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Compass Newsletter Masthead
   Volume III, Issue 4
April 2007   

“Songs of the Black American Experience": Celebrating Black History Month

Joe Aronson, an author, artist, story teller and folk singer, has long had an affinity for folk music. In high school, he became interested in folk music when he heard a Burl Ives recording for the first time. His interest increased during his World War II military stint when he heard the soldiers singing folksongs. For Aronson, folk music enables him “to see and feel what the little people are feeling.” In 1957, with George Britton and Mike Marmel, he founded the Philadelphia Folksong Society.

Aronson shared this enthusiasm during “Songs of the Black American Experience” on Feb. 28, in the Falvey Memorial Library first floor lounge. His appearance was co-sponsored by the Library and Africana Studies. Darren Poley, programming and outreach librarian, introduced Aronson.

Accompanying his songs with his guitar, Aronson presented a history of African American life through the combination of music and commentary. He began the program with an Irish song which told of a young man’s migration to Bermuda where he joined a slave ship on its voyage to Africa. Aronson also performed a rarely-heard slave song and then traced the history of American blacks from service in the Continental Army through the Civil Rights era.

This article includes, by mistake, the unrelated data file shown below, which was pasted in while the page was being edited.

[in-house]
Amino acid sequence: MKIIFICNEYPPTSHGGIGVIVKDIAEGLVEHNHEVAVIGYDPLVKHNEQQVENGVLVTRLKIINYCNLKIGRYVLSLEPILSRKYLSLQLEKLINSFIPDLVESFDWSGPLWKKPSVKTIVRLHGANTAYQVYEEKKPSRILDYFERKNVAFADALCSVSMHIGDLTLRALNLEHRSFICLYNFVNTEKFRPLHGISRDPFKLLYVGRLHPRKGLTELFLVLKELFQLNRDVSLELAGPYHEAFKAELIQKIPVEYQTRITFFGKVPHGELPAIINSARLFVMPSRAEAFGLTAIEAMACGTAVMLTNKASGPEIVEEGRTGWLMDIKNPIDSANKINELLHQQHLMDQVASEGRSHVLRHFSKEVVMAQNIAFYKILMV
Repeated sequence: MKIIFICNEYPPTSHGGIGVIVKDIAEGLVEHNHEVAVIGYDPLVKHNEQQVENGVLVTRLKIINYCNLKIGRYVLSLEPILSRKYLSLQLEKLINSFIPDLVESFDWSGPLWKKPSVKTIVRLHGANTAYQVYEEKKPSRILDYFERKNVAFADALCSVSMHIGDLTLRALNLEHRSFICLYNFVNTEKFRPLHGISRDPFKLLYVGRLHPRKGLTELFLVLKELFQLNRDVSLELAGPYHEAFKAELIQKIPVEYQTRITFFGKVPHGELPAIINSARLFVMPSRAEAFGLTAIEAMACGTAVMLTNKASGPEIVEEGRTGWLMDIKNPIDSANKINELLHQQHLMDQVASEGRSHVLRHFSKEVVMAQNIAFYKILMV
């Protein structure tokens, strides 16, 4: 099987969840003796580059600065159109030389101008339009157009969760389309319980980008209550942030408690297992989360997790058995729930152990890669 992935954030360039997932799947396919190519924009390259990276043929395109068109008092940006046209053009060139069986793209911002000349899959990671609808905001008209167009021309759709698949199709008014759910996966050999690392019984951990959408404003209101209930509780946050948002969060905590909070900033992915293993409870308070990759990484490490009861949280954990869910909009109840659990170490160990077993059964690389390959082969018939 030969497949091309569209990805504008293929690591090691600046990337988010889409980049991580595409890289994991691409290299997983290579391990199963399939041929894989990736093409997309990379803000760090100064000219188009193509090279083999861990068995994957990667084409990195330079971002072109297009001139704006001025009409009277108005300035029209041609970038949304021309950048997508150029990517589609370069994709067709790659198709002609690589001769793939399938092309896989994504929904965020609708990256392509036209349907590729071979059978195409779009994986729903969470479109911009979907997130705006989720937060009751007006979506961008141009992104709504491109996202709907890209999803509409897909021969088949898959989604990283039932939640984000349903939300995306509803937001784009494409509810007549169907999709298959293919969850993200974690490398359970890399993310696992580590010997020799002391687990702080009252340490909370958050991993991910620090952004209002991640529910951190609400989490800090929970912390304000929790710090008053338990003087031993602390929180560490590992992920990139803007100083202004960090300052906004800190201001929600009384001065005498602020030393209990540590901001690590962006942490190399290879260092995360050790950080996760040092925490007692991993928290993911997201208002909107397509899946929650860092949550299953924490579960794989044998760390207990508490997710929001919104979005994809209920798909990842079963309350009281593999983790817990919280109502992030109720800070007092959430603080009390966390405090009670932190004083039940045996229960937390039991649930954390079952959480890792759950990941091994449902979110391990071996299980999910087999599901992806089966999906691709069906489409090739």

Aronson played and sang a number of spirituals, such as “Go Down Moses,” “Swing Low Sweet Chariot” and “How Shall I Send Thee,” explaining to the audience how these songs expressed not only the spiritual healing, feelings and faith of African Americans, but also contained coded messages about meetings, escape attempts and the Underground Railroad. He also discussed how African American music influenced popular white music, introduced terms such as “Jim Crow” to Americans and helped inspire minstrel shows in the nineteenth century. Aronson answered questions from the audience and the evening concluded with refreshments.

In addition to African American history and music, Aronson is interested in American Jewish history: its beginnings in 1654, when the first Jews came to America, the history of Soviet and Russian Jews and the Holocaust. He also teaches modern Jewish history through jokes and anecdotes and performs a non-musical program, “A Rosen by Any Other Name.”

Contributed by Alice Bampton; photograph by Laura Hutelmyer